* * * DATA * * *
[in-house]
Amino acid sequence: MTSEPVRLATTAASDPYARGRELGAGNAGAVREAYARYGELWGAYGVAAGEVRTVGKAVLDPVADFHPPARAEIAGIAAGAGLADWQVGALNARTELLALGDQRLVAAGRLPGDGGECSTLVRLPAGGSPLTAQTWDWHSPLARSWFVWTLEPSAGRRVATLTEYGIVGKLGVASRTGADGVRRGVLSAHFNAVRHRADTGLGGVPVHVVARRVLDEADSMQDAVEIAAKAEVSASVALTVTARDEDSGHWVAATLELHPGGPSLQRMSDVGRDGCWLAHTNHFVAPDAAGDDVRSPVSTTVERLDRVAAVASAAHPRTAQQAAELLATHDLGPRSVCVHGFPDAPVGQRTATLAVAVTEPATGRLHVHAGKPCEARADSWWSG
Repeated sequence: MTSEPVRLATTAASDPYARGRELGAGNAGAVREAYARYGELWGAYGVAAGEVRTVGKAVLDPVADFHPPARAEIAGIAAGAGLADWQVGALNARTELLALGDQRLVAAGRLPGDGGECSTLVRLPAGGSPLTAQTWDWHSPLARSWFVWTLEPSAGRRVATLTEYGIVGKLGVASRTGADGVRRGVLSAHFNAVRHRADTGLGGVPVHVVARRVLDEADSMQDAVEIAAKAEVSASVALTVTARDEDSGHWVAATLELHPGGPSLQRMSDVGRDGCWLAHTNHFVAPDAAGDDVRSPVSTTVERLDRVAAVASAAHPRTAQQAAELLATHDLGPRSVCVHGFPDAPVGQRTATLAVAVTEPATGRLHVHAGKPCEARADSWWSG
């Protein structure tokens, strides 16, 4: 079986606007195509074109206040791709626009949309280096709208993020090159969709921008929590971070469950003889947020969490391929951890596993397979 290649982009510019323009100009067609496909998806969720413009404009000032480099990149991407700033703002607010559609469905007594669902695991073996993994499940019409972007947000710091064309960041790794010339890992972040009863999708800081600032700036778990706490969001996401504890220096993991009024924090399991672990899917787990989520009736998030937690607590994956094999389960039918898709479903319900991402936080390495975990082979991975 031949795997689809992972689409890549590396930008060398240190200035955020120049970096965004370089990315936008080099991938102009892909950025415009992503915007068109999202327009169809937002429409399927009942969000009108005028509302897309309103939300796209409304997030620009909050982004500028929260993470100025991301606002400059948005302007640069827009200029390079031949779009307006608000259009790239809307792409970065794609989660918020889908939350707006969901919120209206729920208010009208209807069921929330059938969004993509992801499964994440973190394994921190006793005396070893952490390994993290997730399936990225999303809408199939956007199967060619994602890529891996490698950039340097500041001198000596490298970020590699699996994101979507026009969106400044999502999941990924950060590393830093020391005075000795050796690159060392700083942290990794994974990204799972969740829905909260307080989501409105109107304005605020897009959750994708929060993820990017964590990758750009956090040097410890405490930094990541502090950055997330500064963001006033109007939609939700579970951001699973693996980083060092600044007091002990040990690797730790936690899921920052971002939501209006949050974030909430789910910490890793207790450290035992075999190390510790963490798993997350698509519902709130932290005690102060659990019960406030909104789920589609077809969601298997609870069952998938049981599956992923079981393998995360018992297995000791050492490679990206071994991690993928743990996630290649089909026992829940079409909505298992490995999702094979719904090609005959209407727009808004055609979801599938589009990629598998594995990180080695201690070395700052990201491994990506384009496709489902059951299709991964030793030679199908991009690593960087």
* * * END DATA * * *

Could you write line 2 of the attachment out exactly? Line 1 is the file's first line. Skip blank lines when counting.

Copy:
Amino acid sequence: MTSEPVRLATTAASDPYARGRELGAGNAGAVREAYARYGELWGAYGVAAGEVRTVGKAVLDPVADFHPPARAEIAGIAAGAGLADWQVGALNARTELLALGDQRLVAAGRLPGDGGECSTLVRLPAGGSPLTAQTWDWHSPLARSWFVWTLEPSAGRRVATLTEYGIVGKLGVASRTGADGVRRGVLSAHFNAVRHRADTGLGGVPVHVVARRVLDEADSMQDAVEIAAKAEVSASVALTVTARDEDSGHWVAATLELHPGGPSLQRMSDVGRDGCWLAHTNHFVAPDAAGDDVRSPVSTTVERLDRVAAVASAAHPRTAQQAAELLATHDLGPRSVCVHGFPDAPVGQRTATLAVAVTEPATGRLHVHAGKPCEARADSWWSG